As an editor, I depend on many resources in my work: dictionaries, style guides, the internet, and even a saint or two! When challenges arise, I am happy to be able to call on the patron saint of my profession, St. John Bosco, to help me through a challenge.
Don (Father) Bosco (1815–1888) of Italy was born more than 200 years ago, but his work lives on around the world. His efforts to educate homeless and orphaned boys in the city of Turin flourished: over time, he built a large institution (“the oratory”) that included a grammar school, a technical school and a church. His approach was one of kindness, religion and reason.
He co-founded the Society of St. Francis de Sales, which was rooted in the spirituality and philosophy of that saint. His own legacy lives on in the Society, now known as the Salesians of Don Bosco, whose nearly 15,000 members serve in 132 countries. As their website notes, their mission remains “to evangelize and educate young people, especially those who are poor and at risk in the style of Don Bosco.”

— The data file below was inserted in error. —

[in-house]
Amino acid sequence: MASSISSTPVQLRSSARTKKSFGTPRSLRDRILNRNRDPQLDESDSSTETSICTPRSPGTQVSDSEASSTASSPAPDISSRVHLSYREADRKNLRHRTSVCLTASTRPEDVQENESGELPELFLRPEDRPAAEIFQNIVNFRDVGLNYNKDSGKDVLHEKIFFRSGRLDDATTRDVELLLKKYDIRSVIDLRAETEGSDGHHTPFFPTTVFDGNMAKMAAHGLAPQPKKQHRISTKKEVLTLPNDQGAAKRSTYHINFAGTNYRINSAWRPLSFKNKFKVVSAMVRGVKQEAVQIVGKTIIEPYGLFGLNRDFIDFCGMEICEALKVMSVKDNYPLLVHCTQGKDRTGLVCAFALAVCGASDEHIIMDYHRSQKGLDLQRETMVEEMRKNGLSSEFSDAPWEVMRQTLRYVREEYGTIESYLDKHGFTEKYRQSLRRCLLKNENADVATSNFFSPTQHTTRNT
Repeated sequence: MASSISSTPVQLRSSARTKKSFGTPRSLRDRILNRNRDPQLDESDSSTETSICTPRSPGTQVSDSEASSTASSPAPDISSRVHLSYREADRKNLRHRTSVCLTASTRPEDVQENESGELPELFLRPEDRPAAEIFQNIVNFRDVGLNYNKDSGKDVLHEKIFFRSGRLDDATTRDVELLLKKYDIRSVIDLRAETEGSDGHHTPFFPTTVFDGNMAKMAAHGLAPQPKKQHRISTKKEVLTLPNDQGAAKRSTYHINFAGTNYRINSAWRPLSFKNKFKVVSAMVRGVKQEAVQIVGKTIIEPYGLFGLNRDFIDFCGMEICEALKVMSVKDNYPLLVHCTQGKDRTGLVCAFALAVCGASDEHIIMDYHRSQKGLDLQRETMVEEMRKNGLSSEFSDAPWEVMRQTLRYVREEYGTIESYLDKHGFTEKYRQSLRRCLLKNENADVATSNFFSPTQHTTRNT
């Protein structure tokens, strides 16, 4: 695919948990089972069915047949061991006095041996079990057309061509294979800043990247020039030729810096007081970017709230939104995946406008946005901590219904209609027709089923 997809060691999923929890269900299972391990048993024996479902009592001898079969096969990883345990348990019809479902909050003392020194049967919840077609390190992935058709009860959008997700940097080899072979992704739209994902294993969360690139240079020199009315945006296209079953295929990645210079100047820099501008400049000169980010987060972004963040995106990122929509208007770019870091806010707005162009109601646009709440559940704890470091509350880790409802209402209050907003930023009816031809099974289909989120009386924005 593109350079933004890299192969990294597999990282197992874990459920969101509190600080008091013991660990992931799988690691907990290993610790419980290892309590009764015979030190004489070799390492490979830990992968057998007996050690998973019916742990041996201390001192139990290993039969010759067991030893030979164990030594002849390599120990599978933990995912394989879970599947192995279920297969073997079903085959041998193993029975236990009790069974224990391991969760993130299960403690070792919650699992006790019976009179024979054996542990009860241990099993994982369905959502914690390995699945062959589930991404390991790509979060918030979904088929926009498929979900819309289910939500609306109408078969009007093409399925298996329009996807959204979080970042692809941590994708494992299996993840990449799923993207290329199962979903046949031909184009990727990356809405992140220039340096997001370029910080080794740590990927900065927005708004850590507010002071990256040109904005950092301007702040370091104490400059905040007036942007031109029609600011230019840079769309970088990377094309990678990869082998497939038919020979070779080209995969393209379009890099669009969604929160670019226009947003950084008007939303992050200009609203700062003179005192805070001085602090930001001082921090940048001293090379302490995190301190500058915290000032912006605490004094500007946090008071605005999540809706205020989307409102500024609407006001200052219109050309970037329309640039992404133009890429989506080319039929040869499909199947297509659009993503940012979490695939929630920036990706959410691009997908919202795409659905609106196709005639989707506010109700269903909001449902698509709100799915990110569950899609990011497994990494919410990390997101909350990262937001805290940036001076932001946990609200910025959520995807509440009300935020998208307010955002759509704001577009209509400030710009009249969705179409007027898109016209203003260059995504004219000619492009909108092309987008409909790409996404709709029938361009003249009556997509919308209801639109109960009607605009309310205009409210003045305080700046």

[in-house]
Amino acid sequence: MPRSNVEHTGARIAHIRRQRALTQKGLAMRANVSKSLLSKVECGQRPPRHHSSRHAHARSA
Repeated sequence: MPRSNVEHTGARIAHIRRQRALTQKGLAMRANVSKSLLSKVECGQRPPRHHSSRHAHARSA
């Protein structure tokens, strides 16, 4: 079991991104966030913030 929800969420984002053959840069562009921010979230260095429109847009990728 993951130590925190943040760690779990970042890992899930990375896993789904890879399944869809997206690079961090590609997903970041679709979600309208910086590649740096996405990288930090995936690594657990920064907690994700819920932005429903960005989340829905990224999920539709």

With St. Mary Mazzarello, he co-founded the Salesian Sisters (Daughters of Mary Help of Christians), whose mission is also teaching young people, especially the poor. More than 13,000 sisters are working in 94 countries today.
An inspired educator, Don Bosco had some good lines that can guide those wishing to live the Christian life:
“Do ordinary things in an extraordinary way.”
“Be slow to pass judgment.”
“Accept what the day brings.”
“We do not go to Holy Communion because we are good; we go to become good.”
“Without confidence and love, there can be no true education.”
“Serve the Lord joyfully!”
He wears many hats as patron saint, serving not only editors but Catholic publishers as well as apprentices, schoolchildren, magicians and juvenile delinquents.
St. John Bosco, pray for us!
–Anne Louise Mahoney, Managing Editor, Novalis